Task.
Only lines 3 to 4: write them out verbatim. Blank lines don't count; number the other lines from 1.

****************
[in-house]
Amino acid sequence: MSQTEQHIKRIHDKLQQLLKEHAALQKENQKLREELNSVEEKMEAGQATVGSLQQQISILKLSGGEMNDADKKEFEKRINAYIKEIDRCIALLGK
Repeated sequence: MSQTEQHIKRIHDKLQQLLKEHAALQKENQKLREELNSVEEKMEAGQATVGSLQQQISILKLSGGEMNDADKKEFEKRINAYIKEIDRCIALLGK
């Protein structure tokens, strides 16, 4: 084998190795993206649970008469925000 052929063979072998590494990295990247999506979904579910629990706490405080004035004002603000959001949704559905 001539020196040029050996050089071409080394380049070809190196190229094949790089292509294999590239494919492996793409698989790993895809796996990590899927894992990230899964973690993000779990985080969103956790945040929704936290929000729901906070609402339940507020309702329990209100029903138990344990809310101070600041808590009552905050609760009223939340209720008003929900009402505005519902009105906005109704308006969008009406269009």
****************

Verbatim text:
Repeated sequence: MSQTEQHIKRIHDKLQQLLKEHAALQKENQKLREELNSVEEKMEAGQATVGSLQQQISILKLSGGEMNDADKKEFEKRINAYIKEIDRCIALLGK
């Protein structure tokens, strides 16, 4: 084998190795993206649970008469925000 052929063979072998590494990295990247999506979904579910629990706490405080004035004002603000959001949704559905 001539020196040029050996050089071409080394380049070809190196190229094949790089292509294999590239494919492996793409698989790993895809796996990590899927894992990230899964973690993000779990985080969103956790945040929704936290929000729901906070609402339940507020309702329990209100029903138990344990809310101070600041808590009552905050609760009223939340209720008003929900009402505005519902009105906005109704308006969008009406269009």